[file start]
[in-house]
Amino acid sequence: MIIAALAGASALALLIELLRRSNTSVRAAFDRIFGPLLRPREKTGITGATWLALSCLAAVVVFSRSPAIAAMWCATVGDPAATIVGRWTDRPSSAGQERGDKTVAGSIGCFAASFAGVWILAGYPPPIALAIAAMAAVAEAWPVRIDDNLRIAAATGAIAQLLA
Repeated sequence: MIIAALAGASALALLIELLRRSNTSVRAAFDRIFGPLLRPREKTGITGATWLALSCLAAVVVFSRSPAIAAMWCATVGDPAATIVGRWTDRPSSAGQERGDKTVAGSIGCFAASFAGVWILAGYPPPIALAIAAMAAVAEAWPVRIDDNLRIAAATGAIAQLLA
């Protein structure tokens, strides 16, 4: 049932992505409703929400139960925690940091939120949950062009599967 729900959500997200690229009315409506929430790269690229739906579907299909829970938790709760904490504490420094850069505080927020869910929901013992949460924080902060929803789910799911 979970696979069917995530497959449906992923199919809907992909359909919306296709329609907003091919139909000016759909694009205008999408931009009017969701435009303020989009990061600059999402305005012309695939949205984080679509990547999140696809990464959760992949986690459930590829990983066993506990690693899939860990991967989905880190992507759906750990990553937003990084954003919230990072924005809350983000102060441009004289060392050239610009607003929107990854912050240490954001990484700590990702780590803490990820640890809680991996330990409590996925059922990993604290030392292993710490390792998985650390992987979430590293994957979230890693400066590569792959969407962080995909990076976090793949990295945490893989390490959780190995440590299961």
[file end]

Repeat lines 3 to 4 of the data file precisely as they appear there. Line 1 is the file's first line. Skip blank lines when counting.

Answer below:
Repeated sequence: MIIAALAGASALALLIELLRRSNTSVRAAFDRIFGPLLRPREKTGITGATWLALSCLAAVVVFSRSPAIAAMWCATVGDPAATIVGRWTDRPSSAGQERGDKTVAGSIGCFAASFAGVWILAGYPPPIALAIAAMAAVAEAWPVRIDDNLRIAAATGAIAQLLA
């Protein structure tokens, strides 16, 4: 049932992505409703929400139960925690940091939120949950062009599967 729900959500997200690229009315409506929430790269690229739906579907299909829970938790709760904490504490420094850069505080927020869910929901013992949460924080902060929803789910799911 979970696979069917995530497959449906992923199919809907992909359909919306296709329609907003091919139909000016759909694009205008999408931009009017969701435009303020989009990061600059999402305005012309695939949205984080679509990547999140696809990464959760992949986690459930590829990983066993506990690693899939860990991967989905880190992507759906750990990553937003990084954003919230990072924005809350983000102060441009004289060392050239610009607003929107990854912050240490954001990484700590990702780590803490990820640890809680991996330990409590996925059922990993604290030392292993710490390792998985650390992987979430590293994957979230890693400066590569792959969407962080995909990076976090793949990295945490893989390490959780190995440590299961």